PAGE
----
Stop, Psychoanalyze, and Listen!

I’m trying, really, really trying, to understand the contempt certain people have toward science. Why do they think the things they do? Why are certain sciences bad, and others okay? Let’s try and break it down; it’s psychoanalysis time! Some of these categories overlap, just so you know.

  • Young Earth Creationists (or YECs)

    YECs believe that the Bible (or the Qu’ran, if they’re Muslim) is the sole source of any kind of worthwhile knowledge. If something contradicts the holy book, it’s inherently wrong. Or, as the lovely creationist website Answers in Genesis puts it:

    No apparent, perceived or claimed evidence in any field, including history and chronology, can be valid if it contradicts the Scriptural record.

    They also consider religious prelates and theologians to be ssss… ssss… *cringe*… well, let me just quote AiG again:

    The AiG ministry has always relied on the advice, wisdom and review of the very best international scientists available, including leading geologists, geneticists, astronomers, paleontologists and theologians.

    Oh dear god, no.

  • Intelligent Designers

    These guys are the spookiest of the anti-evolution crowd. They postulate that somewhere (they don’t specify where) lives an intelligent something (they don’t specify what) who at some point in time (they don’t specify when) designed (they don’t specify how) the universe (they.. oh wait, yeah they do specify what a “universe” is; thank god, oops, I mean the Designer). Spooky, right? Of course, they purpose this clever (cough) ambiguity as to appear secular and scientific; the U.S. courts thankfully disagree. They characterize their movement as a crusade against the scientific hegemony, which thwarts their good name and works at every turn, damn them! They’re truth to power, they are, being put down by the Man. Or so they say.

  • The Half-and-Halfs

    Now, these guys aren’t strictly anti-science or anti-evolution, per se, but they do tend to inject religious arguments into strictly nonreligious principles. For instance, they’ll say, “Well, God might’ve sparked evolution”, or “God intervened at certain stages in evolution so humans would plunk out at the end”. Sorry, but the whole point about evolution, the entire reason it’s such a fundamental paradigm shift, is that it doesn’t require such intervention. Like beaches are the natural result when you have oceans and tides, evolution is the natural result when you have randomly-varying replicators. Just like we don’t postulate a “beach maker”, we don’t need to postulate an “evolution maker”.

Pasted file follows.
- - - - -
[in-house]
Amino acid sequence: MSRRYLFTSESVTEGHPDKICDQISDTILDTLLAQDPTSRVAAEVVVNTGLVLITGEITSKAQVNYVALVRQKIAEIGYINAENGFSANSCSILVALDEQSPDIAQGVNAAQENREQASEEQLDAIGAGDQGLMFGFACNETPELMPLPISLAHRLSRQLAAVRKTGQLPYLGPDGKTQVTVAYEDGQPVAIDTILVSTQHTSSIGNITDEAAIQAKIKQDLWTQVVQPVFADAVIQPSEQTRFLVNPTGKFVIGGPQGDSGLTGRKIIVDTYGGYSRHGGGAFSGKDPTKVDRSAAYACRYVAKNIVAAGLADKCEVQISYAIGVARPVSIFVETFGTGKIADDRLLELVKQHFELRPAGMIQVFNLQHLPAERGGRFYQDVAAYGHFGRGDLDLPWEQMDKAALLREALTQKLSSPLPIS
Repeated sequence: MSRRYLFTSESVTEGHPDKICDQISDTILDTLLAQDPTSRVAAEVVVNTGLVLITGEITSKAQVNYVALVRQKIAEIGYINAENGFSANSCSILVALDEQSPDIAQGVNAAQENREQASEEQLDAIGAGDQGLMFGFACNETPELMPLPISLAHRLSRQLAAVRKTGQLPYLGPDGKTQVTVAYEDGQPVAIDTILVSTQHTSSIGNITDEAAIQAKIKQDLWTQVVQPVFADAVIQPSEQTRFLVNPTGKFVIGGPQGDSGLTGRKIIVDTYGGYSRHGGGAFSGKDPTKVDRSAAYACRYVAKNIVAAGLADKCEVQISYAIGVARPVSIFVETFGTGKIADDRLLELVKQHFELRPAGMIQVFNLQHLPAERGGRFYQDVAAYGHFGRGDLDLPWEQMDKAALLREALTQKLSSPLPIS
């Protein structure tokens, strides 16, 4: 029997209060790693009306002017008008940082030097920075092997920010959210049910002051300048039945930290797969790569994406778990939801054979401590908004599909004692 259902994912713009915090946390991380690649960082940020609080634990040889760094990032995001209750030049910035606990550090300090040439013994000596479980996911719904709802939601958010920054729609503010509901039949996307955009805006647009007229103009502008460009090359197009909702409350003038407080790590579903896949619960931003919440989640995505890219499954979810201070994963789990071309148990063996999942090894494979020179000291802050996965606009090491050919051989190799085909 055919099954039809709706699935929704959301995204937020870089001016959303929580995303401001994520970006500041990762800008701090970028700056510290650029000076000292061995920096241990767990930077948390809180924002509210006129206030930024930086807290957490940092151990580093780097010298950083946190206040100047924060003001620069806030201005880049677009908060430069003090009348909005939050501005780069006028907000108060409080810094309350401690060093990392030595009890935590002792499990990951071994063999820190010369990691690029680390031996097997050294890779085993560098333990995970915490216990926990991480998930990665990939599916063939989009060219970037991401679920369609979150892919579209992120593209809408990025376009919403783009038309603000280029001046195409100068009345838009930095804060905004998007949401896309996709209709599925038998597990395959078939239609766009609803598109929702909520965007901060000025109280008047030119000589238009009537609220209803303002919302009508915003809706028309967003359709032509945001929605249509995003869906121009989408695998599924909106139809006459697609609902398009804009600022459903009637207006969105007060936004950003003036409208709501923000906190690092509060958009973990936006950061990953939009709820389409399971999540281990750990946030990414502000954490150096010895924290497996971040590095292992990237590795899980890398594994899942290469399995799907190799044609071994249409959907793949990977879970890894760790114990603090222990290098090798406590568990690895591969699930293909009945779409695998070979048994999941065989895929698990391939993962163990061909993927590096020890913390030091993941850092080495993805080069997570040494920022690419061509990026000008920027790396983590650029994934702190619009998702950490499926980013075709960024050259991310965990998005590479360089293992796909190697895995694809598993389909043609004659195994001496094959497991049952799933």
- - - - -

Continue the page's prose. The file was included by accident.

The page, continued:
• The Hippies

    The Hippies include all of the New Age movement: palm readers, astrologers, ghost chasers, UFO fanatics, crystal healers, wiccans, psychics, and Deepak Chopra. Skepticism cramps their style, man, and they won’t have it. Not surprisingly, many of them (psychic Sylvia Brown comes to mind) are also religious in some way. They’re more reactive than proactive, preferring to laud science. Unlike the anti-evolution movement, they don’t seem to have any overarching political aspirations, either. Except lying to make a quick buck. So there’s that. They’re more likely to just not know anything about science rather than actively dismiss it.

  • Politicians

    Why politicians? Well, although they probably fall into one of the previous groups, they have extraordinarily more power than the average Joe or Jane. And I don’t know if you know this or not, but politicians tend to care more about themselves than anything else. Yeah, I know, I had an epiphany about this. The sciences they support and fund are the ones they think earn them the most brownie points. They’ll eschew the controversial stuff even if it just doesn’t merit any controversy. A lot of them also don’t even know the first thing about the science they legislate on.


So that’s about it. I’m sure I could think of a few more groups, but these are, in the words of the esteemed philosopher and poet, Peter Griffin, the ones which really grind my gears. So what lies behind these different anti-science personae? I have some theories.

Compartmentalized Solipsism